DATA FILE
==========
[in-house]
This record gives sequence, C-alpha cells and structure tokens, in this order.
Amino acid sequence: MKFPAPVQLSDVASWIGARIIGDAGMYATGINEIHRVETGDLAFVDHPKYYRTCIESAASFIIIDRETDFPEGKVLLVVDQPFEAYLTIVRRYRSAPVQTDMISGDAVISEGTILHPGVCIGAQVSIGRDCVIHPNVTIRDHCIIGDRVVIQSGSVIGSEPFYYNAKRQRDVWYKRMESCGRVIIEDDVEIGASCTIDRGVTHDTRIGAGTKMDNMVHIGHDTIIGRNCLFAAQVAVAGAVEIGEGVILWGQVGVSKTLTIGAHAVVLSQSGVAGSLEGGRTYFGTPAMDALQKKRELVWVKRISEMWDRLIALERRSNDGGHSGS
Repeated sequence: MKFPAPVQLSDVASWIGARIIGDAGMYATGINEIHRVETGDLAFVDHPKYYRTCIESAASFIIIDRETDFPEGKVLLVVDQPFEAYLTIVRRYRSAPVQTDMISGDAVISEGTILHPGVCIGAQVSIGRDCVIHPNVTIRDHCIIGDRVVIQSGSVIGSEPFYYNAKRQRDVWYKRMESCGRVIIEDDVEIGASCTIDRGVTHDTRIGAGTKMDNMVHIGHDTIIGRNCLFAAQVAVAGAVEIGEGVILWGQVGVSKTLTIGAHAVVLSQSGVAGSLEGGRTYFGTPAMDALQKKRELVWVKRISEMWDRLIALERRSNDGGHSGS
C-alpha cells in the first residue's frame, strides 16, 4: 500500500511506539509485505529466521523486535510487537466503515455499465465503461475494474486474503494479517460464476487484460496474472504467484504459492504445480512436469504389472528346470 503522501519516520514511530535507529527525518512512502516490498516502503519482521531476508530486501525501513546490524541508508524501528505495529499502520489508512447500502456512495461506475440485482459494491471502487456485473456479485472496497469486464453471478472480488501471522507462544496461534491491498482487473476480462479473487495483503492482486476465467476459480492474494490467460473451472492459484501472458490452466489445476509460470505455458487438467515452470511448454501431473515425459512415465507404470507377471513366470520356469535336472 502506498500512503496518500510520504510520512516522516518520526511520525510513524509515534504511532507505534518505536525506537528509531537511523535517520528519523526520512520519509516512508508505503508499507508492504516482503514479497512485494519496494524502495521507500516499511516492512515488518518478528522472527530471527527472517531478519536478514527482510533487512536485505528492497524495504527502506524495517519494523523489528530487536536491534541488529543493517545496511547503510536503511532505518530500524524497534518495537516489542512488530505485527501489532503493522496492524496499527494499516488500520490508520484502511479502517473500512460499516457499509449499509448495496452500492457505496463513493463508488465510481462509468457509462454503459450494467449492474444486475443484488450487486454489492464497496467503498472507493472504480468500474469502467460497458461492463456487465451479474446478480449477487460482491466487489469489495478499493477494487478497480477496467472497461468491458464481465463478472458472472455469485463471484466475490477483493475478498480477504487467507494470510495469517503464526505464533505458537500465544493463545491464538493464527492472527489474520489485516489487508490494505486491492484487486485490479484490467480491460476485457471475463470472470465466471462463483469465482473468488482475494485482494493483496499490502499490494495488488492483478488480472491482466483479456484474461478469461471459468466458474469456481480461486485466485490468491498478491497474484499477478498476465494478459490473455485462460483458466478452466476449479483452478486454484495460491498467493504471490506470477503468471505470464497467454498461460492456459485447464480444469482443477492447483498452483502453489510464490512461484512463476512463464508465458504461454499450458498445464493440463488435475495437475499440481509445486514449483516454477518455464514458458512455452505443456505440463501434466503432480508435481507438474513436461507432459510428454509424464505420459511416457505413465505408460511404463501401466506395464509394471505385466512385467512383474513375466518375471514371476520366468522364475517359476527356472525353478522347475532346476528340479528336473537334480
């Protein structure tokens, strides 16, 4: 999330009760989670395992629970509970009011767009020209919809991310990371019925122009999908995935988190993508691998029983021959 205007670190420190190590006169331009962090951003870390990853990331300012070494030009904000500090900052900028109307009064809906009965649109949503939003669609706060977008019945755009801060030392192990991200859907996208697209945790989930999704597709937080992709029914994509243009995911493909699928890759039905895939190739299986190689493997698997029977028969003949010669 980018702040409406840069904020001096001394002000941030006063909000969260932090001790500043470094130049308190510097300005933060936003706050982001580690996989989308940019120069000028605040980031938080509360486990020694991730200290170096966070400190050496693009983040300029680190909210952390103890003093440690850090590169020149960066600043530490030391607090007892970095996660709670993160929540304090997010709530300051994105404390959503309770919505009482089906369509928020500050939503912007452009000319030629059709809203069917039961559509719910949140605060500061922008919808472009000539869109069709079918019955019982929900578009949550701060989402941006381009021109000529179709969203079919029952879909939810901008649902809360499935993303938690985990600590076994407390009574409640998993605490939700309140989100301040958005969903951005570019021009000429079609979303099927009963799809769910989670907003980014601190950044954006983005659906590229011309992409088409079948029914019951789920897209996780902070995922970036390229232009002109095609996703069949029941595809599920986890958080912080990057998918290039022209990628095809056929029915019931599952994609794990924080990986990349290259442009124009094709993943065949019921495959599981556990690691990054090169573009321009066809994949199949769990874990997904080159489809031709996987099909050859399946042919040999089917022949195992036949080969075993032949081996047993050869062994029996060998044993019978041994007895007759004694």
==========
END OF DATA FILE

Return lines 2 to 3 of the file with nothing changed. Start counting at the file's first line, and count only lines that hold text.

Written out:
This record gives sequence, C-alpha cells and structure tokens, in this order.
Amino acid sequence: MKFPAPVQLSDVASWIGARIIGDAGMYATGINEIHRVETGDLAFVDHPKYYRTCIESAASFIIIDRETDFPEGKVLLVVDQPFEAYLTIVRRYRSAPVQTDMISGDAVISEGTILHPGVCIGAQVSIGRDCVIHPNVTIRDHCIIGDRVVIQSGSVIGSEPFYYNAKRQRDVWYKRMESCGRVIIEDDVEIGASCTIDRGVTHDTRIGAGTKMDNMVHIGHDTIIGRNCLFAAQVAVAGAVEIGEGVILWGQVGVSKTLTIGAHAVVLSQSGVAGSLEGGRTYFGTPAMDALQKKRELVWVKRISEMWDRLIALERRSNDGGHSGS